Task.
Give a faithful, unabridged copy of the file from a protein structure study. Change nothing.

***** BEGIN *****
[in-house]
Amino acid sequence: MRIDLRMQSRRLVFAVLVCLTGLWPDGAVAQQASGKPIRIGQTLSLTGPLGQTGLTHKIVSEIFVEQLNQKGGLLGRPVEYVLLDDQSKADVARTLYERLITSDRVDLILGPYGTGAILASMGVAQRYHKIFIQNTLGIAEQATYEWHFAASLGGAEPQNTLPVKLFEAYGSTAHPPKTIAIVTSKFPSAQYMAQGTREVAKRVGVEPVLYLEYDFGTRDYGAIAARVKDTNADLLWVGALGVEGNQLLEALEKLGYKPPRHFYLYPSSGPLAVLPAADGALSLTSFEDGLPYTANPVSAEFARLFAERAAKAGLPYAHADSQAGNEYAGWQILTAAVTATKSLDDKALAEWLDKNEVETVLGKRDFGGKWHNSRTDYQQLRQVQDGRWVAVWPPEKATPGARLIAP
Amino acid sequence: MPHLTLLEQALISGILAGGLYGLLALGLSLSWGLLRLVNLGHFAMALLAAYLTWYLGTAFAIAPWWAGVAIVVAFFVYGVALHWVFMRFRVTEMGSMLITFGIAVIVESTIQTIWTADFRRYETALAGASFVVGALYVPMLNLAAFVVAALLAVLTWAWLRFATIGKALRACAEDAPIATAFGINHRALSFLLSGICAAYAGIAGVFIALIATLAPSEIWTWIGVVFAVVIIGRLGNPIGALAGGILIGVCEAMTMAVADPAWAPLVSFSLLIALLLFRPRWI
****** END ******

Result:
[in-house]
Amino acid sequence: MRIDLRMQSRRLVFAVLVCLTGLWPDGAVAQQASGKPIRIGQTLSLTGPLGQTGLTHKIVSEIFVEQLNQKGGLLGRPVEYVLLDDQSKADVARTLYERLITSDRVDLILGPYGTGAILASMGVAQRYHKIFIQNTLGIAEQATYEWHFAASLGGAEPQNTLPVKLFEAYGSTAHPPKTIAIVTSKFPSAQYMAQGTREVAKRVGVEPVLYLEYDFGTRDYGAIAARVKDTNADLLWVGALGVEGNQLLEALEKLGYKPPRHFYLYPSSGPLAVLPAADGALSLTSFEDGLPYTANPVSAEFARLFAERAAKAGLPYAHADSQAGNEYAGWQILTAAVTATKSLDDKALAEWLDKNEVETVLGKRDFGGKWHNSRTDYQQLRQVQDGRWVAVWPPEKATPGARLIAP
Amino acid sequence: MPHLTLLEQALISGILAGGLYGLLALGLSLSWGLLRLVNLGHFAMALLAAYLTWYLGTAFAIAPWWAGVAIVVAFFVYGVALHWVFMRFRVTEMGSMLITFGIAVIVESTIQTIWTADFRRYETALAGASFVVGALYVPMLNLAAFVVAALLAVLTWAWLRFATIGKALRACAEDAPIATAFGINHRALSFLLSGICAAYAGIAGVFIALIATLAPSEIWTWIGVVFAVVIIGRLGNPIGALAGGILIGVCEAMTMAVADPAWAPLVSFSLLIALLLFRPRWI